On April 21, Ripple (XRP) filed a lawsuit against YouTube for the many XRP giveaway scams on the video platform. In a blog post titled “Enough is Enough: It’s time to protect the community”, the company made known its strong intentions to “protect consumers around the world from dangerous online giveaway scams and false impersonations across YouTube, Twitter, Facebook and more.”
Ripple Labs and CEO Brad Garlinghouse have been named as plaintiffs in the case, and the lawsuit describes the effects of the lawsuit as follows,
YouTube’s deliberate inaction has irreparably harmed — and continues to irreparably harm — Ripple’s brand and Mr. Garlinghouse’s reputation. YouTube’s inaction has also injured countless individuals who fell victim to the Scam. These harms will continue to grow in scope and severity absent intervention by the Court.
The earth-shattering move to file a lawsuit against YouTube is in part also a desire “to prompt an industry wide-behavior change and set the expectation of accountability.” The world of cryptocurrency continues to see numerous scams target uninformed individuals. Only as recently as yesterday was it reported that a Chinese wallet, EOS Ecosystem, had shut down, and taking $52 million worth of users funds with it.
Similarly, the XRP token has been used by several disingenuous parties in an attempt to phish users and obtain sensitive data. Giveaway scams involve these parties impersonating official employees of a project or company, telling users that they will receive more funds if they send funds. Unfortunately, several individuals continue to fall for this scam. Ripple has also published a how to spot an XRP giveaway scam guide.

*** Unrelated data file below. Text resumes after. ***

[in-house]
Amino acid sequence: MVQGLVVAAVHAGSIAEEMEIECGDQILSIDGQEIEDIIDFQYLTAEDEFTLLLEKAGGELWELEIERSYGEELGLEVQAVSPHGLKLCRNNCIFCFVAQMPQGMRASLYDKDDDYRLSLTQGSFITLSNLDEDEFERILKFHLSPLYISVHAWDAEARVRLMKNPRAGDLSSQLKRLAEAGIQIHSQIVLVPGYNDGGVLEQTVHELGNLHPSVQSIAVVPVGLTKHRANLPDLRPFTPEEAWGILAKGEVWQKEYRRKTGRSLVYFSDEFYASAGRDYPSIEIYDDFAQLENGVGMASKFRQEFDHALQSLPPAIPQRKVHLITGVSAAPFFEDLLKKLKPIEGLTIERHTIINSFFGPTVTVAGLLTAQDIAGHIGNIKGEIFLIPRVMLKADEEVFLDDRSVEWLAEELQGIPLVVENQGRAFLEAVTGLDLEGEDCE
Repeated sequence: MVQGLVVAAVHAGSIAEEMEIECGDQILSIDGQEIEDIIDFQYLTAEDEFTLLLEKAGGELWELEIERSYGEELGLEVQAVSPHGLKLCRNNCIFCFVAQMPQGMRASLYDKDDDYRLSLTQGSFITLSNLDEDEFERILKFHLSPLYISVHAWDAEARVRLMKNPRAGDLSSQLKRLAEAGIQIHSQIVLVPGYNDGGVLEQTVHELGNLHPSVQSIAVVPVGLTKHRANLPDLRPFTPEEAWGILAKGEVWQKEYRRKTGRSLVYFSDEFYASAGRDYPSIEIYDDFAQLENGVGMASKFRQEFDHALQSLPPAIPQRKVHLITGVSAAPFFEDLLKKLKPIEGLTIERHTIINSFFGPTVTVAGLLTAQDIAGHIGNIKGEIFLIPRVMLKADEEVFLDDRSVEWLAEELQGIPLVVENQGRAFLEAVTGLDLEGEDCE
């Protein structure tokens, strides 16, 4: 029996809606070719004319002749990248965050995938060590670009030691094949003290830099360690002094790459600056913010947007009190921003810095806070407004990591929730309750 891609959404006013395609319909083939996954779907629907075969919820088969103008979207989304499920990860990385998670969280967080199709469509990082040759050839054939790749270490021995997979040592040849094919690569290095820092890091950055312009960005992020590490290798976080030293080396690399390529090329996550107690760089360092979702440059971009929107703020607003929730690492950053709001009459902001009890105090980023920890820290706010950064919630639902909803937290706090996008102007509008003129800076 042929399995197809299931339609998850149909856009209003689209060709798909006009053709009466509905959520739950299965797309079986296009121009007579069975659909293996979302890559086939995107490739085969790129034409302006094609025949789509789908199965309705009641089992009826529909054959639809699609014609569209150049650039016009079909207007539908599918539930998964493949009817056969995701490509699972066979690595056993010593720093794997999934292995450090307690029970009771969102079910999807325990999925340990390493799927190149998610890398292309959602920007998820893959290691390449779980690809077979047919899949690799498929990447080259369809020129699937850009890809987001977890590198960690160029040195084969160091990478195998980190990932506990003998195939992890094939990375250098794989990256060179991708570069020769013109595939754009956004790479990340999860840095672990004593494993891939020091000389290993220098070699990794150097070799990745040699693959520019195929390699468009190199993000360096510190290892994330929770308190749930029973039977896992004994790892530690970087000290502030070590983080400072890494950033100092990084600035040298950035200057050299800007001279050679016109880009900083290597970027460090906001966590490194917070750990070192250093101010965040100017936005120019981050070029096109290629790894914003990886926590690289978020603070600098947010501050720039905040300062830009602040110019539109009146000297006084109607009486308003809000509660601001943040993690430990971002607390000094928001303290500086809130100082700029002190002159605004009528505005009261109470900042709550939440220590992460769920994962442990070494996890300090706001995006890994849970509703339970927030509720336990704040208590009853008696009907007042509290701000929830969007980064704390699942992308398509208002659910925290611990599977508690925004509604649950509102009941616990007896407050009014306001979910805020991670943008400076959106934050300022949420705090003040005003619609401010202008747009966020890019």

The blog post calls for a few measures to be taken by YouTube. It primarily asks for a more aggressive and proactive approach in dealing with scams, but also demands that these scams be removed more quickly and that no one profits from these scams.
Ripple itself is pouring more resources to tackle the problem, hiring an external cybersecurity and digital threat intelligence vendor.
Garlinghouse elaborated on the matter on Twitter, saying that “YouTube’s inertia is indicative of an industry-wide problem of a lack of accountability.”